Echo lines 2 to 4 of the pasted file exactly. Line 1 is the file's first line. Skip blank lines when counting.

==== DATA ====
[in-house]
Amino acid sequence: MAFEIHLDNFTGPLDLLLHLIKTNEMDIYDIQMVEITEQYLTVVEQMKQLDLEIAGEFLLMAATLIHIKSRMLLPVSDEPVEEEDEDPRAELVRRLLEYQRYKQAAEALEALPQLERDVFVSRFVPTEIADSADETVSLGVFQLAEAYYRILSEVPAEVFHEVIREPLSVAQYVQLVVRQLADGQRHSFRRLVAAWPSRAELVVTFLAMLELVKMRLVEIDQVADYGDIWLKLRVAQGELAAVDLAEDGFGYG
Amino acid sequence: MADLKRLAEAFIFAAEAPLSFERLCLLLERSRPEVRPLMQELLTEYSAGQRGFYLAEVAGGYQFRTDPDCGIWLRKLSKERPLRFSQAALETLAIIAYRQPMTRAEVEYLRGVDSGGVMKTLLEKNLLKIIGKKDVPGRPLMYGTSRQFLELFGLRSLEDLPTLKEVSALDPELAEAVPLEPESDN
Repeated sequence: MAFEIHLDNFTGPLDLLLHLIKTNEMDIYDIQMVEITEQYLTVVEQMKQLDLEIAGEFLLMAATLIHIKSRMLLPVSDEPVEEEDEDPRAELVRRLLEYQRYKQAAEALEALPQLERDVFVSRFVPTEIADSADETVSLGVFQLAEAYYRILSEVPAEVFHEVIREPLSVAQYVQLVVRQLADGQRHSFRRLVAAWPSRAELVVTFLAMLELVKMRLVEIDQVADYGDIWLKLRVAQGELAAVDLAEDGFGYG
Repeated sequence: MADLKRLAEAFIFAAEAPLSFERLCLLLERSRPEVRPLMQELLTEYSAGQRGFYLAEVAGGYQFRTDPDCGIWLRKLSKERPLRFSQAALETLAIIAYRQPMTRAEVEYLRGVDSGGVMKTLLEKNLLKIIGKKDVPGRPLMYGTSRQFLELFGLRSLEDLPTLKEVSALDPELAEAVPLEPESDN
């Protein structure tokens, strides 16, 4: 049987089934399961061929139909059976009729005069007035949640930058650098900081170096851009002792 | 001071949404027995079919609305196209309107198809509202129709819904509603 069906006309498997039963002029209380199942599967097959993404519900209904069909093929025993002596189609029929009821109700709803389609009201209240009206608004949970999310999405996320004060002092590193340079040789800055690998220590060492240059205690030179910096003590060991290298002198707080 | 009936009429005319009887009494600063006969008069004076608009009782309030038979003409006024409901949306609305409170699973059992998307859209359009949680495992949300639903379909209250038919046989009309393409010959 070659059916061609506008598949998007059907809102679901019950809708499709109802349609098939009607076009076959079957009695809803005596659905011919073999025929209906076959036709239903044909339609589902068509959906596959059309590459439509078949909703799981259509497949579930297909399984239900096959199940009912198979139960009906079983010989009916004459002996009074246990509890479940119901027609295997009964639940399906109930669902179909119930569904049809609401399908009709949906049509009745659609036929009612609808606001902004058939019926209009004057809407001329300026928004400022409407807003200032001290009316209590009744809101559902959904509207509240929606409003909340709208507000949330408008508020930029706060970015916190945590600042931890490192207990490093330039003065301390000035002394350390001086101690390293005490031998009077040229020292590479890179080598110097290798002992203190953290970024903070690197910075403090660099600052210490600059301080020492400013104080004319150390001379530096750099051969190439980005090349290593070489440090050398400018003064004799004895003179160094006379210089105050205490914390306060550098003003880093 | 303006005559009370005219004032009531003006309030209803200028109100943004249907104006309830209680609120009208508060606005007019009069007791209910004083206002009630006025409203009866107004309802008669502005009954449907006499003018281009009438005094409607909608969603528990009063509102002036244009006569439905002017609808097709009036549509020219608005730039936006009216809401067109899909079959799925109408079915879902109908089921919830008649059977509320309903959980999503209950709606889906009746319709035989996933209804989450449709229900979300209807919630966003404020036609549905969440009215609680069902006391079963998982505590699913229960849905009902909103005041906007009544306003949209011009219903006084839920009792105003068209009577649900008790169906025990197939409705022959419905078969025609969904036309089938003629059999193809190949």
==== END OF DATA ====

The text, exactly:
Amino acid sequence: MAFEIHLDNFTGPLDLLLHLIKTNEMDIYDIQMVEITEQYLTVVEQMKQLDLEIAGEFLLMAATLIHIKSRMLLPVSDEPVEEEDEDPRAELVRRLLEYQRYKQAAEALEALPQLERDVFVSRFVPTEIADSADETVSLGVFQLAEAYYRILSEVPAEVFHEVIREPLSVAQYVQLVVRQLADGQRHSFRRLVAAWPSRAELVVTFLAMLELVKMRLVEIDQVADYGDIWLKLRVAQGELAAVDLAEDGFGYG
Amino acid sequence: MADLKRLAEAFIFAAEAPLSFERLCLLLERSRPEVRPLMQELLTEYSAGQRGFYLAEVAGGYQFRTDPDCGIWLRKLSKERPLRFSQAALETLAIIAYRQPMTRAEVEYLRGVDSGGVMKTLLEKNLLKIIGKKDVPGRPLMYGTSRQFLELFGLRSLEDLPTLKEVSALDPELAEAVPLEPESDN
Repeated sequence: MAFEIHLDNFTGPLDLLLHLIKTNEMDIYDIQMVEITEQYLTVVEQMKQLDLEIAGEFLLMAATLIHIKSRMLLPVSDEPVEEEDEDPRAELVRRLLEYQRYKQAAEALEALPQLERDVFVSRFVPTEIADSADETVSLGVFQLAEAYYRILSEVPAEVFHEVIREPLSVAQYVQLVVRQLADGQRHSFRRLVAAWPSRAELVVTFLAMLELVKMRLVEIDQVADYGDIWLKLRVAQGELAAVDLAEDGFGYG